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#android
Title
# android
d

dave08

07/22/2019, 8:06 AM
Do coroutines flows replace LiveData, or should they be used side by side? If they do replace them, is it enough to use the view's lifecycle scope to manage cancelling when the view is gone?
a

ahulyk

07/22/2019, 8:17 AM
it depends 🙂 in most cases they should be used side by side
g

gildor

07/22/2019, 9:30 AM
I agree with Andriy in terms of that It depends on what you use from coroutines. If just suspend functions, than yes, side by side. But I would argue, that it’s not most of cases, if you already use Flow and/or Channels, I don’t see reasons to use LiveData for most cases (maybe only for integration with existing Androix APIs using adapter)
👍 1
(the same for Rx)
r

Rick Busarow

07/22/2019, 2:31 PM
It's common to see CoroutineScope implementations (including in the v2.1 and v2.2 versions of lifecycle) where the scope is just cancelled in a terminal function like
onStop()
. If you're using a coroutine to observe a
Channel
, then the observer will continue to operate during
onPause()
whereas a
LiveData
observer would not. Imagine that your
MainActivity
started an observer like this, then it ran in the background for the full lifetime of the app (so long as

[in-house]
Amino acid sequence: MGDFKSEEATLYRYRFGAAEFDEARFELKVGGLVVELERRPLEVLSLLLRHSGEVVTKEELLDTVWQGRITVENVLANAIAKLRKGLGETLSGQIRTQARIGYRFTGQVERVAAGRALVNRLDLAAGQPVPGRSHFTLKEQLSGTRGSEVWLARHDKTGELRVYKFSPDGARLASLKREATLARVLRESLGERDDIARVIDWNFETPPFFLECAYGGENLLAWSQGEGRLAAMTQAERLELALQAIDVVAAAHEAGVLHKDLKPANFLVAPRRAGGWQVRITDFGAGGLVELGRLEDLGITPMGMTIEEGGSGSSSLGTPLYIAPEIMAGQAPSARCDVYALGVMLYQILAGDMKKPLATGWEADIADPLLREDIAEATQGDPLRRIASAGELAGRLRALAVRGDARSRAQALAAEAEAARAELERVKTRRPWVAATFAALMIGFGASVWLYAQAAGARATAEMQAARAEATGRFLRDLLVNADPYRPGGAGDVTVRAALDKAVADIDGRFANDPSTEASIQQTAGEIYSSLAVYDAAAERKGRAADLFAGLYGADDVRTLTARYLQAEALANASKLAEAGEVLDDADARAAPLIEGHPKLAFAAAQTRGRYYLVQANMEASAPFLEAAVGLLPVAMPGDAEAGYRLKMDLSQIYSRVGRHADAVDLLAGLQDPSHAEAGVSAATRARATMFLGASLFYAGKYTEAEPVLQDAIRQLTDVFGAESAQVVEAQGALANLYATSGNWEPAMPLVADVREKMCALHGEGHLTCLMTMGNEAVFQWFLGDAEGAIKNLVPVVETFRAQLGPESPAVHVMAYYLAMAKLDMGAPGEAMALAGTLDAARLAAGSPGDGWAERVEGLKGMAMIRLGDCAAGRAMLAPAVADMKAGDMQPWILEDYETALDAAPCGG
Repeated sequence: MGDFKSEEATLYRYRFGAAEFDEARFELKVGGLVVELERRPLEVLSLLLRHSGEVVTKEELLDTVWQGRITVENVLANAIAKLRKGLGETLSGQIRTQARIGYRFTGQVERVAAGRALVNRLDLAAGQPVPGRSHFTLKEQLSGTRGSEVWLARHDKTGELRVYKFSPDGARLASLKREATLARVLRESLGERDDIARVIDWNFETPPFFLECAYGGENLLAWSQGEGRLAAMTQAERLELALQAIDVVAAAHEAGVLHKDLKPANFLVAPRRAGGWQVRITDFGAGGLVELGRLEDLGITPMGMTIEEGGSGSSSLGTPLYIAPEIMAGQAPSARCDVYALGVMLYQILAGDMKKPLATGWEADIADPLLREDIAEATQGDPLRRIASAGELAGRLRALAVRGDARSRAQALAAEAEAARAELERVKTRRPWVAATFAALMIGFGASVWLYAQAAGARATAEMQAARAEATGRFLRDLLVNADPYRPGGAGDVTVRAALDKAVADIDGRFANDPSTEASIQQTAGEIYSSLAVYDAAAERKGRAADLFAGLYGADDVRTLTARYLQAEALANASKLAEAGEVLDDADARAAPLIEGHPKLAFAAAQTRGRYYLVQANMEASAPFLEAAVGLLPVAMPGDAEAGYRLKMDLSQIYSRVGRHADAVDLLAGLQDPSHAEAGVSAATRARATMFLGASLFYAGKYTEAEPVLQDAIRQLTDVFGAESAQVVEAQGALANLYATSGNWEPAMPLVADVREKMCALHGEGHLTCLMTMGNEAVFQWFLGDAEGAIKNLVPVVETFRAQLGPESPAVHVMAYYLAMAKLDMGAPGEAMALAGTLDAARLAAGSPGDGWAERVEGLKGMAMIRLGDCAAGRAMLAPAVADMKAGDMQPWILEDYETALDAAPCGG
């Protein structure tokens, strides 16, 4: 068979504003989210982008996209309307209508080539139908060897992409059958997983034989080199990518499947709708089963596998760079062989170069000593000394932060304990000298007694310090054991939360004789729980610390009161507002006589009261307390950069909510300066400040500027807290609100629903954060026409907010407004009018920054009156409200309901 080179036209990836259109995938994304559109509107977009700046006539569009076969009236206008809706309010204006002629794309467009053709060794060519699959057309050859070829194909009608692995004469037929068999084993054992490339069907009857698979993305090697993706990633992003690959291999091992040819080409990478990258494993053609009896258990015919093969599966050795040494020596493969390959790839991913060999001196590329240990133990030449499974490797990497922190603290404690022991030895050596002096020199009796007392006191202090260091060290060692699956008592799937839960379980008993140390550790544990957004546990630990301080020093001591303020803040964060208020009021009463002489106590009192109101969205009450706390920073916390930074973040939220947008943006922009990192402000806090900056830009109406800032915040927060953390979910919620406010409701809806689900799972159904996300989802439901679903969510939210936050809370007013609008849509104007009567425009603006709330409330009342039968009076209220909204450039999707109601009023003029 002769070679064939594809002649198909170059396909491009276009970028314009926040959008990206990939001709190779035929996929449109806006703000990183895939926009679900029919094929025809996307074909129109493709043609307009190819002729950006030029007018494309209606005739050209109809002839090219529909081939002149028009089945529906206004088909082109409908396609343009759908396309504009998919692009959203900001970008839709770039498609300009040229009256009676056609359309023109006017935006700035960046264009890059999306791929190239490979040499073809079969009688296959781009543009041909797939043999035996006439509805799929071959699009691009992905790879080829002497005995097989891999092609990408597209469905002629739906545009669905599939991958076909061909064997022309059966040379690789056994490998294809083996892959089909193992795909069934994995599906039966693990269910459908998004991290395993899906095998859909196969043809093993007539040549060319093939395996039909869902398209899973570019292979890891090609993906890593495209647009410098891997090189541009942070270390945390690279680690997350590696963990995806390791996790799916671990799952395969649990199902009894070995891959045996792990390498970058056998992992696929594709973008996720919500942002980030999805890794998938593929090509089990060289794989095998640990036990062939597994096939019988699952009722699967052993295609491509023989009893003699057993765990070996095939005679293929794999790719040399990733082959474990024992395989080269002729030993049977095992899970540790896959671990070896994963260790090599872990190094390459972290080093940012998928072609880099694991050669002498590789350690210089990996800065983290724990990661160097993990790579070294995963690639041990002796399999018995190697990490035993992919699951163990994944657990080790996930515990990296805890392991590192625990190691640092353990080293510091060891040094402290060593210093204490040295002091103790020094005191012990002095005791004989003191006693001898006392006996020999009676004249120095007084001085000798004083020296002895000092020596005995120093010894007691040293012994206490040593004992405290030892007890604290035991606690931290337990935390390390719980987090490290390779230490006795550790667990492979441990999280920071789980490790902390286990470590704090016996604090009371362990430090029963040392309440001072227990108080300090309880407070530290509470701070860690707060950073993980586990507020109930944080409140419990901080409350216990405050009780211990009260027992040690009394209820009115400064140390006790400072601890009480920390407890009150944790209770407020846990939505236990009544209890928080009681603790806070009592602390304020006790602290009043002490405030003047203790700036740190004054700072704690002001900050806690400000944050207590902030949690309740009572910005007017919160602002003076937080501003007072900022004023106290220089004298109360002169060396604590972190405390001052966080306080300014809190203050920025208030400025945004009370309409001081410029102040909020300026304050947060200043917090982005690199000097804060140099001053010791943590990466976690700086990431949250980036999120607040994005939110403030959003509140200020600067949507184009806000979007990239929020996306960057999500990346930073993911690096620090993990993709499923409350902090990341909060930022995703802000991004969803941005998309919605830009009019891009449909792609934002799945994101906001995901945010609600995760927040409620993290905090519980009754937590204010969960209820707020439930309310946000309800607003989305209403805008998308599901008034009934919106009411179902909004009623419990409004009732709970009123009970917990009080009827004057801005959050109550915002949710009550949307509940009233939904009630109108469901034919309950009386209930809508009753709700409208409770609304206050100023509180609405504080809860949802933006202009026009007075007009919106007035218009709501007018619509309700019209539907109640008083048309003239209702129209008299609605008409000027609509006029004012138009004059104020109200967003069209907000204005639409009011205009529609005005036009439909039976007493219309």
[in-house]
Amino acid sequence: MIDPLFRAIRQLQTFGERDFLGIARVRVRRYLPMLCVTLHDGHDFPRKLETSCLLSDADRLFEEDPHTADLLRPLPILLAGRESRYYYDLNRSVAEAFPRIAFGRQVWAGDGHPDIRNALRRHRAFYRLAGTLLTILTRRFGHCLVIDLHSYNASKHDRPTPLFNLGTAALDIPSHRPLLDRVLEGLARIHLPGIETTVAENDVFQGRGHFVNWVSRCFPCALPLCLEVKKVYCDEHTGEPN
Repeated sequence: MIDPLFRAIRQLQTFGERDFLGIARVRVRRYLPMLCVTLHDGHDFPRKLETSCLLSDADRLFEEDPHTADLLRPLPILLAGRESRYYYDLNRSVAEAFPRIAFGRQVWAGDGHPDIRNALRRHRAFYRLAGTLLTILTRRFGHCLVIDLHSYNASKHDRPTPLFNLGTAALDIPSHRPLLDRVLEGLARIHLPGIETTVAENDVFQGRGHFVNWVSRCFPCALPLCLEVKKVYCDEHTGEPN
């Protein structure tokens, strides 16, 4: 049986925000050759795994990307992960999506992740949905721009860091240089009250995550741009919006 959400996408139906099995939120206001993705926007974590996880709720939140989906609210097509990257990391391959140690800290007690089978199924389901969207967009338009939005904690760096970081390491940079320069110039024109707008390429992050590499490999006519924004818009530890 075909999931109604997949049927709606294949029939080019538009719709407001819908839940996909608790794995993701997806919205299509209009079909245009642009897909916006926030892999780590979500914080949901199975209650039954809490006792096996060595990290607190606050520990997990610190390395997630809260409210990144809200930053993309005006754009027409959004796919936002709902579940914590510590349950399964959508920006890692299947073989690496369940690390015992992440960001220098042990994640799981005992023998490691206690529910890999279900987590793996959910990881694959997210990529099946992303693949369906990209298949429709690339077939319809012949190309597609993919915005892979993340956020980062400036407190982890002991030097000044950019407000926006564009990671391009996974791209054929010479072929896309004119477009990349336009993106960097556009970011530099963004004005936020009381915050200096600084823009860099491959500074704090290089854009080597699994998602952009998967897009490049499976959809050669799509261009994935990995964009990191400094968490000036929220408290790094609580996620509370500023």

MainActivity
is in the backstack). I did a talk just last week on how I handle observing with Channels and coroutines. I talk about one solution to the `CoroutineScope`/lifecycle relationship. You can check it out here:

https://youtu.be/WIL6xw8cRwA

d

dave08

07/22/2019, 2:41 PM
Nice, thanks, I'll take a look!
p

Pablichjenkov

07/23/2019, 2:01 AM
Looking at LiveData internal implementation I see there is risk in losing some events, there are a couple of comments internally in the class that support my statement. It behaves similar to a switch operator in Rxjava. I wouldn't take this risk.
g

gildor

07/23/2019, 2:38 AM
risk in losing some events
Which is also true for BehaviorSubject if you use it concurrently
p

Pablichjenkov

07/23/2019, 3:24 PM
Yes, although the behavior subject can be fix with one line of code to make it sequentially dispatch on one single thread. I don't see a possibility to fix livedata
r

rkeazor

07/24/2019, 9:03 AM
No, they have different usecase. They are not in direct competition with each other
g

gildor

07/24/2019, 9:04 AM
It’s not correct
r

rkeazor

07/24/2019, 9:05 AM
What do you mean?
g

gildor